Moon Dancer rolled her eyes, crossed her arms over her chest, and sulked.

The forest was absolutely still. Twinkleshine heard her own breathing, soft and furtive in the silent dappled shadows.

No one moved for several long moments. Slowly, the normal insect sounds resumed, washing over them in a wave.

Twinkleshine felt an odd elation, as if she had just avoided detection in a game of hide-and-seek.

Vinyl kicked a clump of sod and cursed again.

“Care to explain why I’m freezing my butt on the damp ground?” asked Moon Dancer, a little louder than necessary.

Vinyl slid her glasses back on and helped Moon Dancer to her feet. “Dunno. Might have been nothing. Keep it down, though. I don’t think we’re alone out here.”

Minuette kipped up and rubbed her back. “Ow. The heck did I land on?”

She knelt down, ran her fingers through the long grass, and uttered a small noise of surprise.

“Hey, girls? What are the odds that someone else lost their phone around here?”

She held up a narrow black plastic rectangle. The glass face was an intricate network of cracks and fissures.

“Lemme see that,” Vinyl said, crossing the clearing in two long strides. Minuette handed it over, and they peered at it together.

Etched above the charging port was an emblem of two cherries connected by a single stem.

* * * *

They secured the cell phone in Lemon’s knapsack, and continued on. There was no more laughing, joking, or talking beyond what was necessary. All held their cameras either ready, or slung around a wrist for ease of access. Almost half an hour later, they had found the next clearing. After a brief discussion, they agreed that they needed to verify their location. Their phone signals remained dead, despite occasional flutters.

The girls stood around a tall tree, watching as Vinyl scrambled from branch to branch. Minuette rolled an apple down her arm, popped it up into the air with her elbow, and caught it. She did this twice more before crunching into it.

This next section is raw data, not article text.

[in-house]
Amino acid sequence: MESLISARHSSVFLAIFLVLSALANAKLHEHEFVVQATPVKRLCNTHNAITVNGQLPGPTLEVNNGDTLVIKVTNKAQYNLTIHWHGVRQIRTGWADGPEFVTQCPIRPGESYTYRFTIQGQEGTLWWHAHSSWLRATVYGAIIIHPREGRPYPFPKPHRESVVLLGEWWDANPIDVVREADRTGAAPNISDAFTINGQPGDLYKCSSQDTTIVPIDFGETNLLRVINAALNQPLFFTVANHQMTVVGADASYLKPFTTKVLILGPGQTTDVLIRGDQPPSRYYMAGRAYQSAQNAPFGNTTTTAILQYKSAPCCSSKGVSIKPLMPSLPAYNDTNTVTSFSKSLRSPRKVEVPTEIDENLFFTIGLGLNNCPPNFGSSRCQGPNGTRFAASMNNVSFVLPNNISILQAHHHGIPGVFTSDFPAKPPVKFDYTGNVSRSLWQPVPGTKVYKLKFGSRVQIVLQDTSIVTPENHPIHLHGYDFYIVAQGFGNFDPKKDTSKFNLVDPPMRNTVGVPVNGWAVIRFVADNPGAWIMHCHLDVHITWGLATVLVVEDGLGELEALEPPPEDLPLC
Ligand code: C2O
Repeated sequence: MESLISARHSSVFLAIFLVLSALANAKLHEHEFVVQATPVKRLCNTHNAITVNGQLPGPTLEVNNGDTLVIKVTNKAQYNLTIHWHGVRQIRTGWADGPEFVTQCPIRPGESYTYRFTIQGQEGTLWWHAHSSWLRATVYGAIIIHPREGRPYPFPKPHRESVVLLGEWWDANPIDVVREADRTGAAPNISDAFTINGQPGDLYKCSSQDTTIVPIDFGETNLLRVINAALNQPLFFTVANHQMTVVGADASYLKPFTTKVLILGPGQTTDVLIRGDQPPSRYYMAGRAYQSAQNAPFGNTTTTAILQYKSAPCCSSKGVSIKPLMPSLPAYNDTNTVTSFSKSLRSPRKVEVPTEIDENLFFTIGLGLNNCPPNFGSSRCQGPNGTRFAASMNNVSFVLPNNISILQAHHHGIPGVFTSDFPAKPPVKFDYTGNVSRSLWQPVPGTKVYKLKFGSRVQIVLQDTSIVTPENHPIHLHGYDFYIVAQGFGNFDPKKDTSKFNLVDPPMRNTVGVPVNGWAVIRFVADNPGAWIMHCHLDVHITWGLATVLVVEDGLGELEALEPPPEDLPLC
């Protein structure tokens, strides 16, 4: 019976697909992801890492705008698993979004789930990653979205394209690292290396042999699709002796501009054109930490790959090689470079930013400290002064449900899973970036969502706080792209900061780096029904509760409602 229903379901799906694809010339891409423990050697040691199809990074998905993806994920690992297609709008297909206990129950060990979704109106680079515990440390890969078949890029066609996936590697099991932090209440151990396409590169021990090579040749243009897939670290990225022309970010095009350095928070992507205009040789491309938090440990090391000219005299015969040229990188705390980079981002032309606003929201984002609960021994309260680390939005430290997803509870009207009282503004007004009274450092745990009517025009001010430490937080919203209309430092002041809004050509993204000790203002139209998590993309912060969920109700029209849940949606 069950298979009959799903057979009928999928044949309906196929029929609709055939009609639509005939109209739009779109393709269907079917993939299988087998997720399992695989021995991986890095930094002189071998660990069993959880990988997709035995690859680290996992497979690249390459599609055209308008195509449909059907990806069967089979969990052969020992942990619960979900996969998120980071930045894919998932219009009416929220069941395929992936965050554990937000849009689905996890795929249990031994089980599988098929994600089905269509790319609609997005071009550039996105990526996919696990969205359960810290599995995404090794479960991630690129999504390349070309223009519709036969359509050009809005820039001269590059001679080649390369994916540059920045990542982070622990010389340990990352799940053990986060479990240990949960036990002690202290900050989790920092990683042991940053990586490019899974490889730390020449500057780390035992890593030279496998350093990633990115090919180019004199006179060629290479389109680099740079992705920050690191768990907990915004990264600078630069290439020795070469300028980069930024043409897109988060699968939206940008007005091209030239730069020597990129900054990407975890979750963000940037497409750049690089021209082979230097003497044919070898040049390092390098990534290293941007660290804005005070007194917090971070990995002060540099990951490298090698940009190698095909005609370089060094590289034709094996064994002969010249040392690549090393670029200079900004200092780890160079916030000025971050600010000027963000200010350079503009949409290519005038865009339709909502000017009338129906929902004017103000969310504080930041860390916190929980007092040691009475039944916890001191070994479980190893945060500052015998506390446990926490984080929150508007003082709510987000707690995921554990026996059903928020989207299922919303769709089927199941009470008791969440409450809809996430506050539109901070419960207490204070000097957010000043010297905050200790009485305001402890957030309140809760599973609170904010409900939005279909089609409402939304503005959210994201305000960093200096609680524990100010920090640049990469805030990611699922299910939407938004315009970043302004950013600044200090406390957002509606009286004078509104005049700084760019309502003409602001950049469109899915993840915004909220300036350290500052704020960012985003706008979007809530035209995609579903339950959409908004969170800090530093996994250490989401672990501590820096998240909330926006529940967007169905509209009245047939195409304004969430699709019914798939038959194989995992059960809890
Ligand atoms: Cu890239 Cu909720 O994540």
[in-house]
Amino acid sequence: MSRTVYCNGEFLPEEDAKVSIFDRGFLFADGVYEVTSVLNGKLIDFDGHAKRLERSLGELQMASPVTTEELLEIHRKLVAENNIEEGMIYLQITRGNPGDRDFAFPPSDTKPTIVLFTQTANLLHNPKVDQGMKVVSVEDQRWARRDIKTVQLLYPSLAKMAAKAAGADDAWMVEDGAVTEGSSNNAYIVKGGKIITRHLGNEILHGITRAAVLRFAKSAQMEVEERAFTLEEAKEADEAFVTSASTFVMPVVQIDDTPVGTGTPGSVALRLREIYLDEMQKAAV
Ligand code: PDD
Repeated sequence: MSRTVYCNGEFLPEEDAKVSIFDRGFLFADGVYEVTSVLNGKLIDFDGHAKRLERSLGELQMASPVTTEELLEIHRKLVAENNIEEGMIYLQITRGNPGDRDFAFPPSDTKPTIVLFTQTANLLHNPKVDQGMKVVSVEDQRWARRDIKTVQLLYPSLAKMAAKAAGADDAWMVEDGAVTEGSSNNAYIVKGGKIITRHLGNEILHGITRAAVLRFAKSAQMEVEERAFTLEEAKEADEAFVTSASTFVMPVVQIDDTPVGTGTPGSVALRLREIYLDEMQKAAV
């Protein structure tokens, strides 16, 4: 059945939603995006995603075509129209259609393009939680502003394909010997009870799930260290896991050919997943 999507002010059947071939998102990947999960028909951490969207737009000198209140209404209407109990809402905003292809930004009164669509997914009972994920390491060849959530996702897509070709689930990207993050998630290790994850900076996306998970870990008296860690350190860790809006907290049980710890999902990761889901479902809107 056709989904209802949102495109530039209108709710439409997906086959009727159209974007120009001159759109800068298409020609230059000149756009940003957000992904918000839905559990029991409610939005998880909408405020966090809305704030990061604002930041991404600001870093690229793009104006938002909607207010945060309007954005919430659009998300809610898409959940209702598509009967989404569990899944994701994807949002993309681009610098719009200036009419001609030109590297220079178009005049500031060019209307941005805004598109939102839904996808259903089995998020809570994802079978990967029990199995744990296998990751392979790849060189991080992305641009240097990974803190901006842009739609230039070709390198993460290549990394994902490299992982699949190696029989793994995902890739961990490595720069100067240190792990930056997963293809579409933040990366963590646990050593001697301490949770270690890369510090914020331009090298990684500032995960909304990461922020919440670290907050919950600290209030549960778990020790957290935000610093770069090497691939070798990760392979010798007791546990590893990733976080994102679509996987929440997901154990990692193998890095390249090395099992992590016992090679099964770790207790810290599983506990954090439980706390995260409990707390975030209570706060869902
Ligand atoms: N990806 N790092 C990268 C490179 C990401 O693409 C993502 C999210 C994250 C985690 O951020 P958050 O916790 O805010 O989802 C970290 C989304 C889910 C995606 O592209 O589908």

As she watched, Twinkleshine noticed that the sounds of the forest had ebbed again. The only sounds were the scraping of Vinyl’s boots on the bark of the tree and Minuette devouring her apple. She grasped her camera, and glanced at Lemon.

Lemon was already scanning the treeline, camera in hand.

Minuette crunched her apple and pitched the core into the forest.

At the same moment, a shape tore away from the trunk of a large tree and raced into the shadows deeper in the woods. Lemon and Twinkleshine started snapping pictures of it.

Vinyl dropped out of the tree, taking the last ten feet in a single leap. She tore after the form.

“Wait!” called Minuette, chasing after her. “You promised!”

“Idiots!” shouted Moon Dancer, following close behind.

Twinkleshine tossed her camera into her bag, grabbed a small bead from a charm clipped to the front, and fed out some fishing line. She tossed her bag to Lemon, unspooling more of the line. Little colored flags had been tied every five feet or so.

“Just like we practiced for orienteering,” she said, and chased after the other three.

The underbrush crunched and snapped as she raced through the woods. The dusty smell of autumn leaves and the crisp frost stung her nose a little, but she pressed on. She kept Moon Dancer’s irregularly bobbing topknot in view as they chased after Minuette.

Twinkleshine poured on the speed, ducked under a low-hanging branch, and caught up to Moon Dancer.

“What’re— you—” Moon Dancer sputtered, out of breath.

Twinkleshine pressed a small purple flag into Moon Dancer’s hand.

“Stay. I’ll get our friends back.”


Twinkleshine smiled and took off.

She hated running. Thankfully, she knew it would probably be necessary and had dressed accordingly. Her normally free-flowing tresses had been plaited and coiled tightly around her scalp. She adjusted her sun hat so it wouldn’t fly off, but skidded on some fallen leaves. Inattention repaid immediately.

Cursing under her breath, she pulled herself forward on a branch and launched towards Minuette’s receding form.

“Minuette!” she shouted, putting as much authority as she could into each syllable.

Minuette froze, sliding to a stop in a small clearing. Ahead, there was the faint sounds of a scuffle.

Minuette hopped up and down, glancing towards the sounds and back to Twinkleshine.


“Stay,” Twinkleshine pushed a blue flag into her hand. “Put.”

Minuette sat down in a huff and folded her arms over her chest. “Not fair.”


Twinkleshine glanced toward the sounds of struggle, and sighed. A rocky outcrop jutted out beyond the tree line. Somewhere behind the curtain of brambles and broken branches, Vinyl was wrestling someone.

Or something.

She pushed past the undergrowth and leapt from rock to rock, descending as carefully as she could.

A shout of triumph drew her attention, making her final three feet a little less dignified than she’d hoped. She landed in a heap at the base of the hill. Inattention took its toll again.